Tag: flex offense

Utah Jazz v Dallas Mavericks

Should the Jazz move away from Sloan’s flex offense?


The Utah Jazz have been running Jerry Sloan’s flex offense since roughly the Cretaceous period, and that continued last season when Sloan unexpectedly resigned mid-season and Tyrone Corbin slid over into the big chair.

But is it time for a change?

In reporting that Jeff Honracek is going to meet this week and re-sign as an assistant coach with the Jazz, Brian Smith of the Salt Lake Tribune put out this interesting tweet.

Hornacek said Corbin could make changes to Jazz’s offensive and defensive schemes, moving to systems that better fit current roster.

It’s an interesting idea. The strength of the Jazz roster right now is a front line of Al Jefferson, Derrick Favors, Paul Millsap and rookie Enes Kanter.

Favors is a tremendous athlete who, both in New Jersey and in Utah, got a high percentage of his offense off cuts (27.4 percent of his shots with the Jazz) and converted on a high rate of those (he shot 64.3 percent on those shots with the Jazz). Favors got more shots that way in Utah at the expense of being the roll man in the pick-and-roll, a play where he was not as effective in New Jersey when he did it a lot (he shot 46.7 percent with the Nets on that play). (All stats via Synergy Sports.)

Where he was effective was in transition, something the Jazz do not utilize as much. Jefferson got 38.3 percent of his shots in the post and scored a pedestrian 0.89 points per possession out of that (he shot 42.7 percent when posted up). Speed up the game and replace some of those slower post-up plays with transition opportunities for Favors and others and you might have something.

But clearly, the cuts and back doors of the flex offense worked for guys like Favors and you don’t want to get rid of all of it.

The real question the Jazz need to ask is “what kind of team do we want to be?” They have a roster that is in flux as they rebuild in the post Deron Williams years, which adds to the questions. Utah must figure out what kind of team it wants to be then get players that fit the system. That may include an evolution away from the flex offense, but it should be a slow one as it clearly works for some key players in the future of this franchise.

What will the Jazz look like under Tyrone Corbin?

Jerry Sloan
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When Tyrone Corbin Friday night starts to stand on the shoulders of Jerry Sloan (as owner Gail Miller said so eloquently Thursday), what will the Utah Jazz look like?

Well, probably not all that different at first. Even if Corbin wanted to overhaul the system — and as a long-time Jazz assistant that’s unlikely — you just can’t do that in the middle of the season. You can tweak the system you are running, but any real overhauls need to be put on hold. So expect a lot of flex sets in the half court.

But look for some differences. For example expect the Jazz to run more.

The Jazz are 20th in the NBA in possessions per game (and if you look at the Speed Index they are a little slower than that, even). Whether or not it was the reason Sloan stepped away, we know for sure Deron Williams wanted to run more and you can expect him to get more of a green light.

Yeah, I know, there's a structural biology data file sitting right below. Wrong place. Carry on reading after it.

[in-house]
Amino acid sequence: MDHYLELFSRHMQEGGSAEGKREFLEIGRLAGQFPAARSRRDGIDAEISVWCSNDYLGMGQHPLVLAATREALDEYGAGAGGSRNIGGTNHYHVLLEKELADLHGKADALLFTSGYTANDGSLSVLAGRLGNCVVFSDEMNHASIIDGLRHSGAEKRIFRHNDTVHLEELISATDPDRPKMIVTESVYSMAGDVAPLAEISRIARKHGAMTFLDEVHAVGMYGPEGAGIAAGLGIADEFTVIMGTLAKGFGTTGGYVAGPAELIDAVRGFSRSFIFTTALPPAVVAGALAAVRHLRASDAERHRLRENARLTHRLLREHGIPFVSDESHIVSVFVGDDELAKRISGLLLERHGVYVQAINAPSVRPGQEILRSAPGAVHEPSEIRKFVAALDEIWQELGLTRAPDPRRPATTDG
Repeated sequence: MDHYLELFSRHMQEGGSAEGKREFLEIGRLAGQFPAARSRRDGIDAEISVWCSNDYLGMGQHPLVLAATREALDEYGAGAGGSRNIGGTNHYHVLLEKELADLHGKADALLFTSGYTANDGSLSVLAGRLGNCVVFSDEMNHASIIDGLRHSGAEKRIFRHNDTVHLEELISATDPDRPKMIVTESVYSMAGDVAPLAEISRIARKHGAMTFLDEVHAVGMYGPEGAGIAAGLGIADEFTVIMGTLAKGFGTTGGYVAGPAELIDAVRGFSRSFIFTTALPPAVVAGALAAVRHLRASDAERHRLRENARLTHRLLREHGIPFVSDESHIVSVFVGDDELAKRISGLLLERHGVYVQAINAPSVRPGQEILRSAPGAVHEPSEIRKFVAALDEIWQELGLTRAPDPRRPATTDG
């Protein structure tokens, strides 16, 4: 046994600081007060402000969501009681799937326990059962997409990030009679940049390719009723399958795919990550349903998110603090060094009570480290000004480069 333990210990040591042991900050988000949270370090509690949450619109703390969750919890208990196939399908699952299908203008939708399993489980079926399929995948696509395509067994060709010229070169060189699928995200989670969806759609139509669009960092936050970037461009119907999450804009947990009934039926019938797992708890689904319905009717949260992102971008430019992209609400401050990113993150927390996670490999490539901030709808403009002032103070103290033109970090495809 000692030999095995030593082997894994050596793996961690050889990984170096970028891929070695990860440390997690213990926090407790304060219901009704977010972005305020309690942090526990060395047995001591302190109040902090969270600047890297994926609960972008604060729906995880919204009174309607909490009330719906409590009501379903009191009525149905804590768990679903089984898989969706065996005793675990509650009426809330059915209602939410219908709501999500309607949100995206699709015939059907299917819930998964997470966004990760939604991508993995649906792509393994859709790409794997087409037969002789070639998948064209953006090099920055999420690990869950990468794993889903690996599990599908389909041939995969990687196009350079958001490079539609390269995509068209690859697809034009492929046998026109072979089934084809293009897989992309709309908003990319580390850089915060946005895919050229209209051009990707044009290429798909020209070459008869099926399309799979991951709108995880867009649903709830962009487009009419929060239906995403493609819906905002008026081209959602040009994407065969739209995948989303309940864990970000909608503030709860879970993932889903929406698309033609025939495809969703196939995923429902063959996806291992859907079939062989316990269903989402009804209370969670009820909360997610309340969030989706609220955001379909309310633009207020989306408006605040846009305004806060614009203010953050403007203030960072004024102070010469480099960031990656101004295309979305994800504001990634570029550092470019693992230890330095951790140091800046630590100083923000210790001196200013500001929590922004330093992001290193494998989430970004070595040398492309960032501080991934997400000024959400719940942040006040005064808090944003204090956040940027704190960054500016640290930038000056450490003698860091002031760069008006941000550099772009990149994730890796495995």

Which could be both good and bad, according to the amazing Sebastian Pruiti at NBA Playbook.

The Utah Jazz actually lead the league in points per possession in transition with a PPP of 1.231 on 63.1% shooting (also first in the league in transition).  However, despite the positive numbers, the Jazz don’t run all that much, with only 13.1% of their total possessions labeled as “transition” by Synergy Sports Technology, which is only the 11th most in the NBA…

Another reason why Sloan doesn’t want to run is because Deron Williams isn’t a very good point guard in transition.  Williams is posting a PPP of 1.16 when in transition which is 164th in the NBA.  This is due mostly to turnovers as Williams is turning the ball over on 15.5% of his individual transition possessions which is good for a ranking of 246th.

It’s an oddly mixed bag. But when you watch the video it appears that Williams wants to run so badly that he pushes into places he should not go.

A few seasons back the Lakers were playing uncharacteristically fast for a Phil Jackson team, because he realized he had some good athletes for transition. What he said to the team was basically “you have the first seven seconds of the shot clock to run and improvise some offense, but if nothing is there pull it out and set up the triangle.” I could see something like that working for the Jazz, where they have more freedom to run but with that comes the responsibility to pull out and set it up if nothing quality is there.

Friday night, in their first game under Corbin, the Jazz need to be careful. They are taking on the Suns — there are certain teams you do not want to get into a track meet with, this is one of them. The Jazz need to be careful about pushing any newfound freedoms too far in this one.

Aside that maybe there will be more high pick-and-rolls for Williams to work off of. There are standard NBA sets — double high-post “horns” for example — that virtually every NBA team runs and players are familiar with. Things that can relatively easily be slid into an offense.

But don’t expect Ty Corbin’s Jazz to look a whole lot different from Jerry Sloan’s Jazz. Not this season, anyway.